Iqaluit city councillors discuss forthcoming transportation master plan

“We’re not interested in moving vehicles, we’re interested in moving people”

Iqaluit city councillors spent part of their meeting on Tuesday, Feb. 25, giving feedback to a delegation from Nunami Stantec, a consulting firm that is spending the week in Iqaluit conducting public engagement activities for a transportation master plan for the city. (File photo)

By Dustin Patar

Every so often drivers in Iqaluit find themselves bumper to bumper waiting for their turn to pass through the Four Corners on their way to wherever they may be going.

This week, Nunami Stantec, a consulting firm, is in town to hear about issues like this as they develop a transportation master plan for the city that will provide a roadmap for the future.

As part of their visit this week, Nunami Stantec spoke with councillors during Tuesday night’s council meeting about what they’d like to see in a transportation master plan.

Their presentation follows two days of public engagement around the city and an online survey.

According to Lesley Cabott, a planning lead for Nunami Stantec, as of Tuesday night’s meeting, the public response has been good, with around 60 attendees at a public meeting at the aquatic centre the night before and almost 100 responses to the transportation master plan online survey.

Last night, it was the council’s turn.

Before getting into specifics, Coun. Kyle Sheppard asked what the council could expect from the final report.

“What do you expect? What is your win?” replied Cabott.

The delegation is just beginning the master plan process and right now its scope is wide open.

At one point during the evening, Brandon Orr, a transportation project manager with Nunami Stantec, said, “We’re not interested in moving vehicles, we’re interested in moving people.”

From there the suggestions poured in, including a bus system, sidewalks, changes to problematic intersections, and snowmobile crossings.

There were also discussions around other well-worn topics, including traffic congestion at the Four Corners and the recently contested issue of parking.

In addition to the movement of people, part of last night’s discussion also focused on the movement of goods, particularly around current and future sealift operations.

“Certainly, with the deep-sea port, that’s a very important piece of infrastructure that’s coming into the city,” said Orr.

“We’re going to be looking at how that’s going to change mobility in the future, and how we’re going to facilitate the movement of commercial goods throughout the town.”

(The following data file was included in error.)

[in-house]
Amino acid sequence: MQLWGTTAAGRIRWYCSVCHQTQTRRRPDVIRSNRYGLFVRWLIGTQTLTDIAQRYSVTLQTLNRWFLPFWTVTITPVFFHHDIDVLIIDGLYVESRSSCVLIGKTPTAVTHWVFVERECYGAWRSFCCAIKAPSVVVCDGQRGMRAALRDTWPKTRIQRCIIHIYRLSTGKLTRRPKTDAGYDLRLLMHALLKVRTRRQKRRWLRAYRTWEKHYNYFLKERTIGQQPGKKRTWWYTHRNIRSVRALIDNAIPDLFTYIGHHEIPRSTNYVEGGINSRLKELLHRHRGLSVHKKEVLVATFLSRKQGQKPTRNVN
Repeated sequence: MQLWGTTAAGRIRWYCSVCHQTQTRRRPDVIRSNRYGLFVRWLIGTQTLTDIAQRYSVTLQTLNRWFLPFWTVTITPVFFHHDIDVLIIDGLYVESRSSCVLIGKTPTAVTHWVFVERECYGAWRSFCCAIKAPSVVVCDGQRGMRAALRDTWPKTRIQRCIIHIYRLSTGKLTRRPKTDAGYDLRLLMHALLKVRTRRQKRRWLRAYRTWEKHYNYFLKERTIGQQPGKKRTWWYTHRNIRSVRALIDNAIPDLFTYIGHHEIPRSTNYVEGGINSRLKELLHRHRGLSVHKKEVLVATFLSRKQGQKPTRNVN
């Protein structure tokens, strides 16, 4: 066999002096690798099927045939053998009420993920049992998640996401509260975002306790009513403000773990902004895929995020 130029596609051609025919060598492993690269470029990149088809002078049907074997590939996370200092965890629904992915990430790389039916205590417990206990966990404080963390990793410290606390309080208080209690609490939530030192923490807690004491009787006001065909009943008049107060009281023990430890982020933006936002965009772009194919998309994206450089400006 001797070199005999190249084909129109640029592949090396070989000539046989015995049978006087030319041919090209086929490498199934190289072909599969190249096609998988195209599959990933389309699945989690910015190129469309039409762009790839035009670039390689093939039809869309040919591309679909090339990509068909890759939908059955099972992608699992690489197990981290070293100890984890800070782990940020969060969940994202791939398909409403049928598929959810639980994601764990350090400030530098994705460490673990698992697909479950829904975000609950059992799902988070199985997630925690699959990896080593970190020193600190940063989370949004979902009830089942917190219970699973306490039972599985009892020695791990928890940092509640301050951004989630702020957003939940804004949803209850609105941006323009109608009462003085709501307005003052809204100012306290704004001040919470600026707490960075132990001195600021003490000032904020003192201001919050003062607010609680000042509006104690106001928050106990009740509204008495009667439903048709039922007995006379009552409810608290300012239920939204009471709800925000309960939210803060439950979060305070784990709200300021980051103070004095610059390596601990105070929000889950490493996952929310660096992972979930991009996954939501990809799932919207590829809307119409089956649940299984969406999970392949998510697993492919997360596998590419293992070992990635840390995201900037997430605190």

Part of the task of the transportation master plan will be to forecast what future traffic is going to look like in a decade, looking for what the possible constraints may be and how to address those issues before they happen.

According to Cabott, Nunami Stantec will be meeting with a number of stakeholders involved with the movement of goods throughout the city, including both sealift operators.

Another topic that generated discussion during the meeting was the transportation of watercraft.

“Last summer it was a really bad summer to launch our boat at the causeway because the potholes were so severe, and thankfully nothing happened to our boat and trailer, but a lot of hunters were affected,” said Coun. Sheila Flaherty.

“That road needs to be paved to save thousands of dollars of equipment that people invest in for their families.”

Part of the transportation master plan is looking at road classifications.

“We’re going to identify corridors that see high volumes of traffic and which corridors need to have an elevated level of maintenance and potentially pavement so that they last longer and they can accommodate heavy vehicles, things like that so that there aren’t potholes,” said Orr.

To do this, Nunami Stantec will be coordinating with the city’s public works department.

Mayor Kenny Bell said that the city has looked at a design to upgrade that road but that it had a price tag of $6 million.

Another focus of the discussion was public safety.

Deputy Mayor Janet Brewster said that she’d like to see a transportation plan that includes public safety teachings and education for children.

“A lot of children are playing in the ditches and in the road allowances and it’s really important to make them aware of safety.”

On the subject of pedestrians near roadways, Coun. Romeyn Stevenson took a moment to address crosswalks in the city.

“I am a huge proponent of—and believe that we are remiss as a city that we don’t have—lit crosswalks in at least three points in the city. I think that it’s verging on negligence that we haven’t got them yet. I’m assuming that you’ll be looking at safe crosswalks?”

Orr responded by acknowledging that it’s great that the city has so many crosswalks and said that the study would evaluate options that address the issue of visibility and safety at those locations.

Stevenson also asked another question, “I’m assuming at the end of the study we’re going to have a roundabout?”

There was laughter in the room.

In addition to their visit to city council, Nunami Stantec will also be conducting public engagement sessions around the city over the next few days:

  • Feb. 27
    • Aquatic Centre: 4 to 7 p.m.